Outside of independent faith-based films speaking to an underserved population’s desires to see themselves represented onscreen, there’s another explanation for I Can Only Imagine registering the highest per-theater average among last weekend’s top 10, though. Like general audiences and music fans flocked to biopics like Walk the Line ($119 million) and Straight Outta Compton ($161 million), the recipe for success was built into the film’s DNA. I Can Only Imagine is adapted from the real-life story of the members of Christian country band MercyMe, which has, over a 24-year career, crossed the line that often separates religious music from the mainstream palette. The film itself bears the title of the band’s signature hit, which was certified 2x Platinum by the Recording Industry Association of America. Four of MercyMe’s albums have since charted within the top 10 of the Billboard 200a daunting feat for oft-pigeonholed faith-based acts typically shunned on the mainstream circuit.

“The song [element] certainly gave the film a contemporary feel. It wasn’t a historical drama like many faith-based films are,” Dergarabedian adds. “Then again, faith-based films come in all shapes, sizes, and genres. They can be family dramas, romantic, and even have comedic elements. Even if you look at some of Tyler Perry’s Madea movies, there’s an element of religion in those films, too. We’re also starting to see a lot of actors you wouldn’t necessarily associate with faith-based movies [come to them].”

Dergarabedian has a point. Quaid is just one of many notable actors who’ve delved into religious territory as of late, including Miracles From Heaven star Jennifer Garner, Heaven Is for Real actor Greg Kinnear, and Oscar winner Octavia Spencer (The Shack). And more are gravitating to the super-profitable realm of faith-based films, with This Is Us breakout Chrissy Metz set to make her feature star debut in the upcoming Christian drama The Impossible and the aforementioned Caviezel, whose $5 million Paul, Apostle of Christ could be looking at a three-day haul in excess of $7.5 million through Sunday, per Box Office Pro.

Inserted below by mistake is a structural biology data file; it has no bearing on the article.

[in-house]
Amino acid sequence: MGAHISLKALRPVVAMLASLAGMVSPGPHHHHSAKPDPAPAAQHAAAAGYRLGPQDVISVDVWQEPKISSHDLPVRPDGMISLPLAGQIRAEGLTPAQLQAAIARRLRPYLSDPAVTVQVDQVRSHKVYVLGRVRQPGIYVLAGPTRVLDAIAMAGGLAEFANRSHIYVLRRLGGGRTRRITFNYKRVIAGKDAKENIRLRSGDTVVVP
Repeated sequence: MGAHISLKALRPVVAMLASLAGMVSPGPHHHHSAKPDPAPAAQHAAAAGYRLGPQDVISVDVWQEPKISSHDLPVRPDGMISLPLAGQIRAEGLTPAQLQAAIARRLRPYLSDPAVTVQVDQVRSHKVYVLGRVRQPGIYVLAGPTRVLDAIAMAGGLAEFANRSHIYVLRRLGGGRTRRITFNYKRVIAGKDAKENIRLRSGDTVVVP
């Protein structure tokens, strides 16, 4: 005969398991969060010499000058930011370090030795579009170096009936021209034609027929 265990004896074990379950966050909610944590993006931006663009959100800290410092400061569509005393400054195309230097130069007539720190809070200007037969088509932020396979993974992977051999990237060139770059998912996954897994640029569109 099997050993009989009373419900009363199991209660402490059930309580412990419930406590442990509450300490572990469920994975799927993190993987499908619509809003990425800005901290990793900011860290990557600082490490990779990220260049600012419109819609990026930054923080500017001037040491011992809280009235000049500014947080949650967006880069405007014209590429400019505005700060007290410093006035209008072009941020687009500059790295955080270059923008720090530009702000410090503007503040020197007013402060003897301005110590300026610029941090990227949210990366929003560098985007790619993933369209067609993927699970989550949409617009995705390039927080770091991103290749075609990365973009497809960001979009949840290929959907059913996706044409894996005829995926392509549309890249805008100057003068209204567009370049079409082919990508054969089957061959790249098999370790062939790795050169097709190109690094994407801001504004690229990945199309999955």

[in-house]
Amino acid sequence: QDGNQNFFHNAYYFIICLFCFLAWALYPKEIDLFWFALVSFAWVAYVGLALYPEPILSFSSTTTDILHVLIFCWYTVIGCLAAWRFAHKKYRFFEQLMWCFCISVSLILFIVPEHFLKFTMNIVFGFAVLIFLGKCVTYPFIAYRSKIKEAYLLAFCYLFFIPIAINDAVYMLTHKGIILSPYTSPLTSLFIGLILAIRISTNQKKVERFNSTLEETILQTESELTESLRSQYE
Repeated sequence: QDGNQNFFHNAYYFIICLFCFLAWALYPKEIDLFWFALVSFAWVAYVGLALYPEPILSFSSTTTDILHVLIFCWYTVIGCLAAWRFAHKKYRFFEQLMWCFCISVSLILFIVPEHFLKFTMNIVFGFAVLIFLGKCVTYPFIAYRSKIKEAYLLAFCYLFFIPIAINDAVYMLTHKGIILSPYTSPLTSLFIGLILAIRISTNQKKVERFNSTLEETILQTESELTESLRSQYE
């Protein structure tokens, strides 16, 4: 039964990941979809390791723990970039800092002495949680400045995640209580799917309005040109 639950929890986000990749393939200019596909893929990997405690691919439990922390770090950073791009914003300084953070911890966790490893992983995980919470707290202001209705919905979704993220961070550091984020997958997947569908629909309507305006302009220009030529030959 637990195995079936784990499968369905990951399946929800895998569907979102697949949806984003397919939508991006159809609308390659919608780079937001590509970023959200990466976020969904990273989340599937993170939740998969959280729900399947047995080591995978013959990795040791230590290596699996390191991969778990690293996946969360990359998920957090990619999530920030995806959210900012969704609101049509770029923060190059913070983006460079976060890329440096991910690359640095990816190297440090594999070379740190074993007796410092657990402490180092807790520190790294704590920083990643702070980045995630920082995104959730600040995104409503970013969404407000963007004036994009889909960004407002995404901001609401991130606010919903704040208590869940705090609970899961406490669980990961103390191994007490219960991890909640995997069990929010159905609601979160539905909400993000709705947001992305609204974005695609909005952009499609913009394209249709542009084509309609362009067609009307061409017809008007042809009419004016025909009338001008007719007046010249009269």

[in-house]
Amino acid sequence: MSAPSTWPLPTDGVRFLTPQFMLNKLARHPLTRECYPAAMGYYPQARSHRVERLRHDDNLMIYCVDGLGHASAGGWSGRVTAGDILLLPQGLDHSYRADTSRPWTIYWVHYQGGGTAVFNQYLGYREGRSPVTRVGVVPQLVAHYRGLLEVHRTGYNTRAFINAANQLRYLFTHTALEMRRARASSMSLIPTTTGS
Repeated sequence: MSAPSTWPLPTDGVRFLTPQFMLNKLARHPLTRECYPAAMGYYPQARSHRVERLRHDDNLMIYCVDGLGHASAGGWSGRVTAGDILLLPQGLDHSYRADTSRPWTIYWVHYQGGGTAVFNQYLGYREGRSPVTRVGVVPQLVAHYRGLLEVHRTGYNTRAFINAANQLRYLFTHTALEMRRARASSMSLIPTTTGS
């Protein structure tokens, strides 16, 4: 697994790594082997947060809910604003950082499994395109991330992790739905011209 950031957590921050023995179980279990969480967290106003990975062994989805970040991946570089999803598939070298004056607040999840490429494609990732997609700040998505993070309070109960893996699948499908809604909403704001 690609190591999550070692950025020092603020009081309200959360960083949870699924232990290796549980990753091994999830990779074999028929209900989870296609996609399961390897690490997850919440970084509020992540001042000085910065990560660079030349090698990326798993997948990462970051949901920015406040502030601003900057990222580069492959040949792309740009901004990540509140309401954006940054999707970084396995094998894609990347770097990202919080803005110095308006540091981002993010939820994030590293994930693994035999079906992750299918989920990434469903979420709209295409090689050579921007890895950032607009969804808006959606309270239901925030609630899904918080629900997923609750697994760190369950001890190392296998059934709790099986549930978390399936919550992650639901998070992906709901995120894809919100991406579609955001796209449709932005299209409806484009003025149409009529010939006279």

“There’s a huge audience out there for these films,” says Dergarabedian. “Even if they land just inside the top 10 or even outside the top 10, they’re still highly profitable.”

Instead of relying on Hollywood to tell their stories, Christian filmmakers have been picking up cameras and producing faith-based movies themselves, but commercial distributors like TriStar (War Room) and Roadside Attractions (I Can Only Imagine) are slowly getting on the bandwagon.

“Bigger studios wouldn’t be getting into this business if they didn’t feel it was a profitable business. I Can Only Imagine is probably the most talked about movie in executive boardrooms this past week because it’s a wake-up call,” says Dergarabedian. “It seems like we’ve mined every genre [but this one].”

The unlikely comparison begs to be made then, that faith-based audiences and aficionados of similarly budgeted, similarly grossing horror pictures expect a certain authenticity from the products they consume. Cheap to shoot but timelessly satisfying when done effectively, successful projects in either genre largely depend on the filmmaker’s understanding of a set of well-known principles and thematic material to thrive, and anyone else stepping in to do the job comes off like a hack.

When cheap horror hits, it hits big. Standouts like Don’t Breathe ($157 million worldwide on a $10 million budget), Lights Out ($148 million worldwide on a $5 million budget), and Get Out ($255 million worldwide on a $4.5 million budget) posted margins substantially higher than Christian-oriented titles, but it’s clear that both genres attract passionate ticket buyers who aren’t easily fooled by quick cash-grabs.

With horror in a new era of popularity, the genre has reached new peaks of cultural relevance, and perhaps one day the consistent, money-making muscle flexed by faith-based films will no longer be brushed aside as a niche fluke.

“It’s a mistake to underestimate faith-based movies,” Dergarabedian concludes. “Just because you’re not seeing it in your own backyard, it doesn’t mean it’s not happening.”

God's Not Dead